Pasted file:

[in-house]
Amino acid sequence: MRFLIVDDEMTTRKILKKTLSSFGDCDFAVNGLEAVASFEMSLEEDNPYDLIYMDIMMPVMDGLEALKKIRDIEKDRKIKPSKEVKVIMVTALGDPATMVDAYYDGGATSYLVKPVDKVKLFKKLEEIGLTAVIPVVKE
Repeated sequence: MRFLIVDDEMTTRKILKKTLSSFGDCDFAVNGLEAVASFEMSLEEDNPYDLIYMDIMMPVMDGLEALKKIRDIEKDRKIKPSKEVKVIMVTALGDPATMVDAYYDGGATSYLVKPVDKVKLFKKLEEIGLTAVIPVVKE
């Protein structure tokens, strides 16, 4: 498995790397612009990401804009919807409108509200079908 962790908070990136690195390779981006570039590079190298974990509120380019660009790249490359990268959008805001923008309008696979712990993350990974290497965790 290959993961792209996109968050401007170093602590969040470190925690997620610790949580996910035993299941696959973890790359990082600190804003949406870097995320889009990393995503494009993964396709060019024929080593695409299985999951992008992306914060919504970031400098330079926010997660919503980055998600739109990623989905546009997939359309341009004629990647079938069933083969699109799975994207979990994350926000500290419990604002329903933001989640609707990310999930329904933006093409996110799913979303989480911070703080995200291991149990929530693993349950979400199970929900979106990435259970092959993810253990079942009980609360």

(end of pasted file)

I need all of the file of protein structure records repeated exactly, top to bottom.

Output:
[in-house]
Amino acid sequence: MRFLIVDDEMTTRKILKKTLSSFGDCDFAVNGLEAVASFEMSLEEDNPYDLIYMDIMMPVMDGLEALKKIRDIEKDRKIKPSKEVKVIMVTALGDPATMVDAYYDGGATSYLVKPVDKVKLFKKLEEIGLTAVIPVVKE
Repeated sequence: MRFLIVDDEMTTRKILKKTLSSFGDCDFAVNGLEAVASFEMSLEEDNPYDLIYMDIMMPVMDGLEALKKIRDIEKDRKIKPSKEVKVIMVTALGDPATMVDAYYDGGATSYLVKPVDKVKLFKKLEEIGLTAVIPVVKE
């Protein structure tokens, strides 16, 4: 498995790397612009990401804009919807409108509200079908 962790908070990136690195390779981006570039590079190298974990509120380019660009790249490359990268959008805001923008309008696979712990993350990974290497965790 290959993961792209996109968050401007170093602590969040470190925690997620610790949580996910035993299941696959973890790359990082600190804003949406870097995320889009990393995503494009993964396709060019024929080593695409299985999951992008992306914060919504970031400098330079926010997660919503980055998600739109990623989905546009997939359309341009004629990647079938069933083969699109799975994207979990994350926000500290419990604002329903933001989640609707990310999930329904933006093409996110799913979303989480911070703080995200291991149990929530693993349950979400199970929900979106990435259970092959993810253990079942009980609360």